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believes in fair play. i thought it was a curious answer. if i were him, i would come out say you are darn right i am not a cheater. charlie: i saw one of the guys who was going to do the super bowl, the callers watch an interview and said it bothers me. that interview bothered me. he said it was not forthcoming. if i was under the same circumstances, i would be out there screaming on the top of the building i knew nothing about this. peter: i totally agree with you. that is the way i would do it, too. i would say i am outraged my character is called into question and i did not do any thing. i will say this about brady. in my conversations with him over the years, there's only one time where he really flared.
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one time i really saw anger. everything else, it doesn't matter what the topic is. he is almost always measured. almost always. i do not know why that is. i take it, there is tom brady. charlie: here's what the report said -- let's assume the latter part of that. based on what you know, is it unlikely somebody would do that without tom's approval or knowledge? peter: absolutely. i would agree. you had troy aikman come out and say --
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a quarterback he said there's absolutely no way tom did not know that. a quarterback is totally involved in the preparation of the footballs. you have that other quarterbacks and players say they simply do not believe tom brady did not know. charlie: you do not know. you are saying -- peter: you know what i am uneasy about? what you are going to do is brand this guy something not only for the rest of his career but for the rest of his life. i am uncomfortable with all of the wording, "more probable than not," is about as definitive as ted wells gets, more probable than not. do i want to -- you know put this mantle on tom brady's legacy shoulders for the rest of his life based on "more probable than not?"
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charlie: how do we settle this? if they operate on the wells report, doesn't the nfl have to do something? peter: i think they do. charlie: the guy they hired said "more probable than not." peter: this is in essence a civil trial. o.j. simpson does not get found guilty in the criminal trial, he gets found guilty in a civil trial. he has to pay jillions of dollars to the goldman family. this reminds me of this. maybe in a court of law, tom brady would walk. in a civil trial which is what the nfl has put him under in essence, the nfl only have to have what it feels is a preponderance of evidence.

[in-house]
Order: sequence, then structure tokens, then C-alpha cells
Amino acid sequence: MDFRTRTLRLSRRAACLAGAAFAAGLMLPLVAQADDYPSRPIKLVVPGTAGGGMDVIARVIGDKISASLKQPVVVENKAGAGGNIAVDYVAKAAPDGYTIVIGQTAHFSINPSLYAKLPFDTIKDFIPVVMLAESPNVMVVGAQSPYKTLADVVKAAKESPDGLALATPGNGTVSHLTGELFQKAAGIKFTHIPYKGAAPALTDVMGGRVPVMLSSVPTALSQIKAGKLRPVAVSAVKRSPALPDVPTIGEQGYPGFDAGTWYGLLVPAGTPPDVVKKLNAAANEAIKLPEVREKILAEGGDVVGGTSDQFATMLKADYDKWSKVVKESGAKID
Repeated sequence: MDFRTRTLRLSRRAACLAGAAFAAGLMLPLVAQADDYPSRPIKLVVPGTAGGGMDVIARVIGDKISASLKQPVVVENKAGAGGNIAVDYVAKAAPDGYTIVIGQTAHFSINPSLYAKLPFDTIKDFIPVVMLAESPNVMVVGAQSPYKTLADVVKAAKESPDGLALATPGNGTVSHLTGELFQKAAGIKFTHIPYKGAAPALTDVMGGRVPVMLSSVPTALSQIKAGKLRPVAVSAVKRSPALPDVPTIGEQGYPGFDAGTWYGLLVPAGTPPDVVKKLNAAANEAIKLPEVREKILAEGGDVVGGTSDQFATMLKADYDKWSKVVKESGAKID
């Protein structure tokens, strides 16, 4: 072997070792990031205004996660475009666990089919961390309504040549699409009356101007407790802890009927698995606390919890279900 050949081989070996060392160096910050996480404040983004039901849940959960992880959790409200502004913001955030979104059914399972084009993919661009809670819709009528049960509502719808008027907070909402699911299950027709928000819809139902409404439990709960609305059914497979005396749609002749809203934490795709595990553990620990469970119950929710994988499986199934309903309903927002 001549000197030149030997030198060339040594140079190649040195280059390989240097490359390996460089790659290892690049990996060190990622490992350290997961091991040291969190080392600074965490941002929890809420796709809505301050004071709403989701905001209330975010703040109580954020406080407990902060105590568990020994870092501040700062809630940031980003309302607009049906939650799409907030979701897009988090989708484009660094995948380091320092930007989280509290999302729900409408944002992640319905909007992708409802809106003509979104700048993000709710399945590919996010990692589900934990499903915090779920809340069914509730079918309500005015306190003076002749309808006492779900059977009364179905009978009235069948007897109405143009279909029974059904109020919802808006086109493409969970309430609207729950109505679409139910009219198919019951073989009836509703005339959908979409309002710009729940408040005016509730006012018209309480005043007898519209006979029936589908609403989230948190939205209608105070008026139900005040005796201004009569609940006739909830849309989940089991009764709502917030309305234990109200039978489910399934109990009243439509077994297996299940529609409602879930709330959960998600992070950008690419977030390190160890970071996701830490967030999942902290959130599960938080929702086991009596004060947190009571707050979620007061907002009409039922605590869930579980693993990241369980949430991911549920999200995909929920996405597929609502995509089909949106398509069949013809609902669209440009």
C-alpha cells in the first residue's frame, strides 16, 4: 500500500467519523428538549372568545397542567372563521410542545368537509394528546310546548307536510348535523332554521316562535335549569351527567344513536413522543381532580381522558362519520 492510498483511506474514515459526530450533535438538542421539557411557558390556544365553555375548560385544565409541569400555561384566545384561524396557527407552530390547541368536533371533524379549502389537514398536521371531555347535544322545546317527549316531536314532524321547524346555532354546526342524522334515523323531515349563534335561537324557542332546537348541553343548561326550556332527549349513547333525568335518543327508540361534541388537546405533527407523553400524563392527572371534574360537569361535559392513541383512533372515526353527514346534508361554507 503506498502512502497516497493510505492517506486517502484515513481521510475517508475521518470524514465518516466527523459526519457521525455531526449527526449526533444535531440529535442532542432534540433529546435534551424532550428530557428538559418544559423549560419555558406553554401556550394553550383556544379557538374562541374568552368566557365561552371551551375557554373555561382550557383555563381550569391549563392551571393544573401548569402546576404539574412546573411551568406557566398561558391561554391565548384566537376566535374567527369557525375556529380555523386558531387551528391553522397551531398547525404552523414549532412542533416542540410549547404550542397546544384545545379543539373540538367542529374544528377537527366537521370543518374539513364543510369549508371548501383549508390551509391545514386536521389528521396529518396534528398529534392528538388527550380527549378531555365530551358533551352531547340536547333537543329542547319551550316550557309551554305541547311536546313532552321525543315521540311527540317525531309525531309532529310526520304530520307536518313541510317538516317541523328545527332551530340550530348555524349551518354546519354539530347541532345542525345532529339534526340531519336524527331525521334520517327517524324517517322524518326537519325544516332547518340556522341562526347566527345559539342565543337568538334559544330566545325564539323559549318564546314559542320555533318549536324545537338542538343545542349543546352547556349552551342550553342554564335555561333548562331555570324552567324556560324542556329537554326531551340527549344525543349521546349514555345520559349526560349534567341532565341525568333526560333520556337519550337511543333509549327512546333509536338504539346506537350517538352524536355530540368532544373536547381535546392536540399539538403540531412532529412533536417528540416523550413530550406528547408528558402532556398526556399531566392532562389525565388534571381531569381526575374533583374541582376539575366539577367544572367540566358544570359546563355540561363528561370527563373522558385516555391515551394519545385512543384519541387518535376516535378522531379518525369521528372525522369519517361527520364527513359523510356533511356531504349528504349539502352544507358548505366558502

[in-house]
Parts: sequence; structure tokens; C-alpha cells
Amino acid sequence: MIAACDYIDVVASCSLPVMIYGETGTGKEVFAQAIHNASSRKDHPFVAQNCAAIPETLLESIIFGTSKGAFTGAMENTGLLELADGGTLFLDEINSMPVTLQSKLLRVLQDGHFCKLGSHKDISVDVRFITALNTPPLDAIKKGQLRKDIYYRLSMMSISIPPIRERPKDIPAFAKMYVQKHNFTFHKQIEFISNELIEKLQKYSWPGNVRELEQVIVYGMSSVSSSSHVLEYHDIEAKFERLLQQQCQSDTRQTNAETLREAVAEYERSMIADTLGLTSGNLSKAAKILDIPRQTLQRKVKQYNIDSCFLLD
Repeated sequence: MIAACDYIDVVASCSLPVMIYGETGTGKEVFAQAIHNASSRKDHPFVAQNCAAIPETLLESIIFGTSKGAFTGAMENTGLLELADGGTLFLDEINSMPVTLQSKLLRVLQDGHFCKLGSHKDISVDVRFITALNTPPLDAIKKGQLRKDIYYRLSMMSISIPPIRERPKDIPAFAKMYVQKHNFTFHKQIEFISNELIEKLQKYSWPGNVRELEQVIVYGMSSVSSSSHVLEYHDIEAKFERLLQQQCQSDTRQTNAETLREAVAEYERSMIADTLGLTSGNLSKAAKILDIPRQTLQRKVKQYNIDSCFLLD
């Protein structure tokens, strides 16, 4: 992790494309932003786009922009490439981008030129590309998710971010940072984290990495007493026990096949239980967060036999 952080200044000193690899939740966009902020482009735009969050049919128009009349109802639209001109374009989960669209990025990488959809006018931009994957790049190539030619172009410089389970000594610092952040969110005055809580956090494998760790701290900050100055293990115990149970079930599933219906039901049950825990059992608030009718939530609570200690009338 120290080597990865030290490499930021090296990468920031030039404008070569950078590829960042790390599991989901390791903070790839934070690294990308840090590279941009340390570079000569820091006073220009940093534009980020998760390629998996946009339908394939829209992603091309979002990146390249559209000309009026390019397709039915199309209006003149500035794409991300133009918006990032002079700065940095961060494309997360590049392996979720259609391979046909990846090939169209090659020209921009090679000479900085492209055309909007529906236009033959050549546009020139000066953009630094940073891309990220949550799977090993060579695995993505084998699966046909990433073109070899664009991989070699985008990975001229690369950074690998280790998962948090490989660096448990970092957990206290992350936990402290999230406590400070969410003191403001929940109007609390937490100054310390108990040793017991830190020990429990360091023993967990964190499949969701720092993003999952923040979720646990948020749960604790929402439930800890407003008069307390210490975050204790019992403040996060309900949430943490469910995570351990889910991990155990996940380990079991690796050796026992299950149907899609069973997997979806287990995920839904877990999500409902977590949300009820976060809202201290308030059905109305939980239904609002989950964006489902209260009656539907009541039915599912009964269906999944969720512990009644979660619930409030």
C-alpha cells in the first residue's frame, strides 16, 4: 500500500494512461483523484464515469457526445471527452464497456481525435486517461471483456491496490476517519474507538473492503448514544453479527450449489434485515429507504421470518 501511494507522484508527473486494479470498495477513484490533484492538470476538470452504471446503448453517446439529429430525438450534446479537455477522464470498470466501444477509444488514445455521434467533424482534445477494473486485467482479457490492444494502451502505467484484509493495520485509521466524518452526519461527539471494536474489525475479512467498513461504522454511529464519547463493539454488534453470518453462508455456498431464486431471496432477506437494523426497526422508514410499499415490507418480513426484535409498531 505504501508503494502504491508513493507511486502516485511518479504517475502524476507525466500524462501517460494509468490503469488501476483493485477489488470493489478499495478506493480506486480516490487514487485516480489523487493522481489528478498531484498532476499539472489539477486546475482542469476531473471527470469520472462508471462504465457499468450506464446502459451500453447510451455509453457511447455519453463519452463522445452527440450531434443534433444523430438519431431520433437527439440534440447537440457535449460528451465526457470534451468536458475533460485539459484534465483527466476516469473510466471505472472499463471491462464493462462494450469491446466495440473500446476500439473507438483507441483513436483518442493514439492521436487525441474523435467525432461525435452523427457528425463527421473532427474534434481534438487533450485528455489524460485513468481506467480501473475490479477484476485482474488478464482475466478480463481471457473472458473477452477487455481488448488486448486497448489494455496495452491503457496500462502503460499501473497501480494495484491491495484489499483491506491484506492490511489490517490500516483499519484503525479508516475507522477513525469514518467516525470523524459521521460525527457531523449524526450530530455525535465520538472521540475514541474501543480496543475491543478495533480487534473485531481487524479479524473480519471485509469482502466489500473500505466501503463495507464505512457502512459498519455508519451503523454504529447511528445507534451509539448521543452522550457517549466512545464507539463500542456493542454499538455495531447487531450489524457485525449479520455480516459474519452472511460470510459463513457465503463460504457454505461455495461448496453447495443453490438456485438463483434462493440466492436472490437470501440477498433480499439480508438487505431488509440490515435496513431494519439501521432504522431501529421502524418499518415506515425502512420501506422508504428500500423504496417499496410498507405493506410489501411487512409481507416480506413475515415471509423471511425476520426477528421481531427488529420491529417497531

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if they believe there is a preponderance of evidence, i think they will come down hard. charlie: here's what i hear you saying. he has so much to lose, tom does, that if they are wrong, it is a terrible, terrible lifelong injustice to him. that is a risk they have to really think about. peter: that is a risk they have to weigh in. if i were roger goodell troy and the office, i would really push right now to be spending two or three hours with tom brady because i would want him to look at me in the face and hear from him about this. i am not so unsure it will not happen. but before i did that to a cornerstone of the game and i said you are suspended, you are something, i would want to have him look me in the eye and tell me what he feels is justice and
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what he feels is correct. charlie: suppose at some point he does that and let's assume that whatever reason there is conclusion it was done and tom knew. what is the appropriate punishment? peter: if there was more evidence then i have seen he did do it and i could believe conclusively that he did it, i would say he should definitely be suspended for some length of time whatever this. -- whatever it is. and even though and it would put the nfl in a huge hole, the first game of the 1996 season is new england at pittsburgh, always a real carnival atmosphere. football is back and everybody is happy. the story is where is tom brady? he is not in the lineup because the nfl branded him a cheater. i know that's not what the nfl wants. that is not going to prevent
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them from making a decision. charlie: it reminds me of my friend brian williams. every time you see a tabloid story, it is lying brian. this will become cheating tom. peter: i will say this. i know we're not talking about this but as somebody who watches "nbc nightly news" and i've watched brian williams for six years most nights, i thought he was tremendous. i really feel for him. i think it's a classic case in life where i would like to see him get another shot. i understand the argument against him. it is the same thing about tom brady. the rest of his life people will
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look at him and say there's the guy that nfl brought to the hammer down. charlie: great to see you. back in a moment. stay with us. ♪